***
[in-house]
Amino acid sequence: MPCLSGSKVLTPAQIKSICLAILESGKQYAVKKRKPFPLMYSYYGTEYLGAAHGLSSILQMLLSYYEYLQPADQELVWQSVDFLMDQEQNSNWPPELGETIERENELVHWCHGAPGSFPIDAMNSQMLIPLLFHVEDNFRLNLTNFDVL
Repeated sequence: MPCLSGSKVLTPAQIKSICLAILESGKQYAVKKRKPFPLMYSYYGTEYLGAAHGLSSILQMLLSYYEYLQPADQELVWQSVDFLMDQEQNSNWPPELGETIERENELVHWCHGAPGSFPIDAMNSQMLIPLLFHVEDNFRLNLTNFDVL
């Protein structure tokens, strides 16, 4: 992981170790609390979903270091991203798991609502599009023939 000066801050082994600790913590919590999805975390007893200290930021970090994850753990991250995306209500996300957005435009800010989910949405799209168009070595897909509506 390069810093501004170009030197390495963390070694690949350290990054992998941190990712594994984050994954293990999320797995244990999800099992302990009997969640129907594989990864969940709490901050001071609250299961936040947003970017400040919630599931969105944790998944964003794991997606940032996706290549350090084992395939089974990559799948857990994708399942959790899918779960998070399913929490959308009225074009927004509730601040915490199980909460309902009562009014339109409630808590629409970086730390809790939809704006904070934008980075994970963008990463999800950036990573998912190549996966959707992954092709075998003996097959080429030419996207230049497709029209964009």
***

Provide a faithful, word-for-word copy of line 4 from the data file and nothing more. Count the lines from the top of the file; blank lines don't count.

């Protein structure tokens, strides 16, 4: 992981170790609390979903270091991203798991609502599009023939 000066801050082994600790913590919590999805975390007893200290930021970090994850753990991250995306209500996300957005435009800010989910949405799209168009070595897909509506 390069810093501004170009030197390495963390070694690949350290990054992998941190990712594994984050994954293990999320797995244990999800099992302990009997969640129907594989990864969940709490901050001071609250299961936040947003970017400040919630599931969105944790998944964003794991997606940032996706290549350090084992395939089974990559799948857990994708399942959790899918779960998070399913929490959308009225074009927004509730601040915490199980909460309902009562009014339109409630808590629409970086730390809790939809704006904070934008980075994970963008990463999800950036990573998912190549996966959707992954092709075998003996097959080429030419996207230049497709029209964009």